However, we will also be engaged in a variety of in-class training exercises. You will learn how to do research from start to finish in this class. We will co-design the methods, collect the data, collaboratively analyze the data, collaboratively write up the research results, and collaboratively organize a research launch and planning event.


A number of you have asked me about the workload for the course. In general, the workload for this class is average. The challenge is that it can be quite uneven unless you manage your time effectively.

You will see that the first few weeks are heavy with reading and activity. I have, for the most part, "front-loaded" the preparatory work of the course so we can move into the project as quickly as possible. The reading load reduces more and more the further we get into the semester.

You will also notice that we may not meet at some points in the semester. That is partly because I am traveling, and partly because you will be spending time scheduling appointments, conducting interviews, reviewing transcripts, and drafting the report. It will not be crucial for us to meet as a class during those times and I want to give you as much time as possible for doing the project work.

The bulk of the actual project work, to be finalized at one of our class meetings, will likely involve conducting interviews, writing up partial transcripts of those interviews (we will discuss how to do partial transcripts that are usually 1-3 single-spaced pages each), returning partial transcripts to interview participants for comments, dividing data into themes and writing a section of the report (each of you will likely write a section theme, probably 5-6 pages double-spaced), revising your section once based on community organization comments, and helping to organize a launch/planning event.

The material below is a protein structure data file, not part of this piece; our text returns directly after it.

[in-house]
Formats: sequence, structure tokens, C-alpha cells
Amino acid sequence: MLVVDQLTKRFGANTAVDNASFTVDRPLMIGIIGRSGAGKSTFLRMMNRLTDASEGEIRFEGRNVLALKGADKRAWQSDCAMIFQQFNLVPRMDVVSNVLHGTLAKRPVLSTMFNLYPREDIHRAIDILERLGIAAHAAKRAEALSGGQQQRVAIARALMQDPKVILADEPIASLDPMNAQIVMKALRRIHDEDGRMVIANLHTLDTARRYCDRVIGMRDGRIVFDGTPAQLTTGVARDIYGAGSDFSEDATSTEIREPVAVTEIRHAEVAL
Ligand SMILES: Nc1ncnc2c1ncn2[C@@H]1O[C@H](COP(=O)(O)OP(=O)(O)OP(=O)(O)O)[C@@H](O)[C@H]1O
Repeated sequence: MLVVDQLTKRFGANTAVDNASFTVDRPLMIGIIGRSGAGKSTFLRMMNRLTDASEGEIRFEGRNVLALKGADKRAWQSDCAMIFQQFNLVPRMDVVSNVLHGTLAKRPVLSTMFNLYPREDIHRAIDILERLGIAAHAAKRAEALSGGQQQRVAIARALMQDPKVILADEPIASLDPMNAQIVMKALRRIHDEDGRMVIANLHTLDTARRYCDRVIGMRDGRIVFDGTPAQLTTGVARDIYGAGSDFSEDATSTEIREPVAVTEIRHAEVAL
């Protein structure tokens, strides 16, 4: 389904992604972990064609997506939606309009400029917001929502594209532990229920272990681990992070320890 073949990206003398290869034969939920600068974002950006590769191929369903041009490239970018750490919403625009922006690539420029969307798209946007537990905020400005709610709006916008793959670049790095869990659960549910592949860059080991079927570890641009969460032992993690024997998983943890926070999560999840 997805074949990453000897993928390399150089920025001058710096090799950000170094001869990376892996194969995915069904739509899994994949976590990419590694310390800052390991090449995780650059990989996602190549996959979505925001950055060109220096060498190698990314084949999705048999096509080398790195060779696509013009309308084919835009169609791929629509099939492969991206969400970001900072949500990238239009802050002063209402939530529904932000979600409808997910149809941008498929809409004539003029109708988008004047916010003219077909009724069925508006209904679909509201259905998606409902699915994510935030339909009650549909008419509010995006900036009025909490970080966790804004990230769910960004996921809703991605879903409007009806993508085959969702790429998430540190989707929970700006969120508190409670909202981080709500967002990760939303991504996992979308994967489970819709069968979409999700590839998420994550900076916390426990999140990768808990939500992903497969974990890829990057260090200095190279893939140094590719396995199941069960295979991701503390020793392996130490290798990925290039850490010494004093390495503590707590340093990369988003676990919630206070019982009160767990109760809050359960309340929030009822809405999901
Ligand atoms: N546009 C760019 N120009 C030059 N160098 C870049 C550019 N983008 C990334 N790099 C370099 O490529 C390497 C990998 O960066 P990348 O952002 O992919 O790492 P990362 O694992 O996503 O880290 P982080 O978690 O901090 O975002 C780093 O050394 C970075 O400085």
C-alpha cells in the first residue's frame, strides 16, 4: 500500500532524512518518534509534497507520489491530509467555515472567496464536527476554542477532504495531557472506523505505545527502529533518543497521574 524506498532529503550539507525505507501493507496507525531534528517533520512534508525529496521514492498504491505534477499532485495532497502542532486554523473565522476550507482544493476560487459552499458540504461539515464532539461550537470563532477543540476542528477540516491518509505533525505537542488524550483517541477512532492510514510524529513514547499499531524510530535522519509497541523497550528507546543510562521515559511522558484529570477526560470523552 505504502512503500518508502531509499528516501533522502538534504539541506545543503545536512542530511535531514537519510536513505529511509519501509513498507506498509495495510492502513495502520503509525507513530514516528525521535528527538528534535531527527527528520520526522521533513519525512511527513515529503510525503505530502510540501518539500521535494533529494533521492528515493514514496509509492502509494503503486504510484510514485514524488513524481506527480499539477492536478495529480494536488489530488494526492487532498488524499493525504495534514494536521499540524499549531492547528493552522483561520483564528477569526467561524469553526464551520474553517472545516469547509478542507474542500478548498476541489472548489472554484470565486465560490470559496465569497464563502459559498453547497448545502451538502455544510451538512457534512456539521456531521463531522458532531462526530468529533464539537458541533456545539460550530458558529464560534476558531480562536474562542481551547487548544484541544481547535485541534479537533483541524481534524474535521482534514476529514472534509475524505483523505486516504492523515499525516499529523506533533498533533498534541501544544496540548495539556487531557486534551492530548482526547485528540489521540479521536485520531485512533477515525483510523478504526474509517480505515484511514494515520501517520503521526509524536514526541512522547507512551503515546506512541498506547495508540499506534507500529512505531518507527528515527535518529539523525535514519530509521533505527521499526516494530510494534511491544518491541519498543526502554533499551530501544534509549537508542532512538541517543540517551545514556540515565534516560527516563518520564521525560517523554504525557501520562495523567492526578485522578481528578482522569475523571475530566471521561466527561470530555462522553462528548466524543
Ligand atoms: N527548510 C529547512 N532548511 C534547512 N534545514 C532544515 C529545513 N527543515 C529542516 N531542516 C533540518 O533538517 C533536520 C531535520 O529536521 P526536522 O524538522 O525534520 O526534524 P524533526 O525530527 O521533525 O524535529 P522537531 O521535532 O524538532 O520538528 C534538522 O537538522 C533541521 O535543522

The most time-intensive part of the course will be the interviews and partial transcript writing, which will occur from mid-February to mid-March, will take up to 8 hours a week (including scheduling, traveling, interviewing, and writing). The key to handling this phase is to spread the work out. Call to arrange interviews early. You may have to play phone tag to schedule an interview, and you may need to schedule a week or two in advance, or reschedule when someone's schedule changes, so start calling as soon as the IRB gives us approval. When you finish an interview, write up the partial transcript right away--don't wait and let them pile up. You may want to go back and add things based on what you learn from a subsequent interview. If you have taken good notes during an interview, writing up a partial transcript will only take an hour or two.


This class will be a group effort. My job is to be a project manager, trainer, and guide. Your job is to tell me what you need to learn to carry out the tasks of the project, what you need to have clarified to keep the project on track, and what skills you can bring to help troubleshoot when things go wrong.


Most readings are available on the Internet, though many require that you be logged onto the UW network, and some may be available through the online library reserve system. I have taken every effort to post links that will work from on and off campus.  When you are off campus, you will need to login with your NetIDto use these links.  If you run into problems getting any of the readings, go to  to authenticate.  I apologize to anyone using screen readers who must contend with only barely accessible pdf files.  All links are verified as of January 10, 2007.  Please let me know if you find any bad ones.

I will also provide a list of recommended books, in addition to the readings here.

Please print out the readings or bring your laptop to class with an electronic version.


This course is supported online, at  This is the site we will use to manage online discussions, upload interviews and drafts, etc.  It will be a basic workspace.  It may take a little getting used to.  To protect the confidentiality of the data we upload to the site, it is username and password protected.  You will need to register, and then I approve the registrations by hand.  So the sooner you register, the sooner you will be able to explore that site.